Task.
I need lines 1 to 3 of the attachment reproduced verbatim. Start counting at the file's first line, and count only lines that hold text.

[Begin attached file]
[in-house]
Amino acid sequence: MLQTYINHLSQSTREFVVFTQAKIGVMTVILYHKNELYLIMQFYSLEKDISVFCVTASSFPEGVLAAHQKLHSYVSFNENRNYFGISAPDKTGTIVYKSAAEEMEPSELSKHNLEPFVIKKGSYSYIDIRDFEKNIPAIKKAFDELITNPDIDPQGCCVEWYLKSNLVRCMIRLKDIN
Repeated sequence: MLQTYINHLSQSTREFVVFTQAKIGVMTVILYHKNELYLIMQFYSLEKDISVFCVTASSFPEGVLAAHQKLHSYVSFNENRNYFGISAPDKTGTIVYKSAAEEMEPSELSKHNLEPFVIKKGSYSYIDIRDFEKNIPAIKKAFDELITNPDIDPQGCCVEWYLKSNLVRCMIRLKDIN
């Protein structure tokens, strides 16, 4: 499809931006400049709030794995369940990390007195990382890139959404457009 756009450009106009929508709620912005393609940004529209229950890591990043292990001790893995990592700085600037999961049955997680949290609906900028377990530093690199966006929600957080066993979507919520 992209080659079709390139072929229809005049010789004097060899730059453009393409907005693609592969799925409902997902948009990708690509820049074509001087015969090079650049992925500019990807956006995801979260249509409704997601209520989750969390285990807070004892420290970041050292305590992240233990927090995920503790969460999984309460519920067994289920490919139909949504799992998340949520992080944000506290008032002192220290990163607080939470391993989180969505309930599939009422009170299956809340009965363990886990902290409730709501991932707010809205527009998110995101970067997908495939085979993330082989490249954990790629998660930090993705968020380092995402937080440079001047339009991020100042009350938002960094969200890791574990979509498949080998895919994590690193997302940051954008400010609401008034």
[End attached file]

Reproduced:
[in-house]
Amino acid sequence: MLQTYINHLSQSTREFVVFTQAKIGVMTVILYHKNELYLIMQFYSLEKDISVFCVTASSFPEGVLAAHQKLHSYVSFNENRNYFGISAPDKTGTIVYKSAAEEMEPSELSKHNLEPFVIKKGSYSYIDIRDFEKNIPAIKKAFDELITNPDIDPQGCCVEWYLKSNLVRCMIRLKDIN
Repeated sequence: MLQTYINHLSQSTREFVVFTQAKIGVMTVILYHKNELYLIMQFYSLEKDISVFCVTASSFPEGVLAAHQKLHSYVSFNENRNYFGISAPDKTGTIVYKSAAEEMEPSELSKHNLEPFVIKKGSYSYIDIRDFEKNIPAIKKAFDELITNPDIDPQGCCVEWYLKSNLVRCMIRLKDIN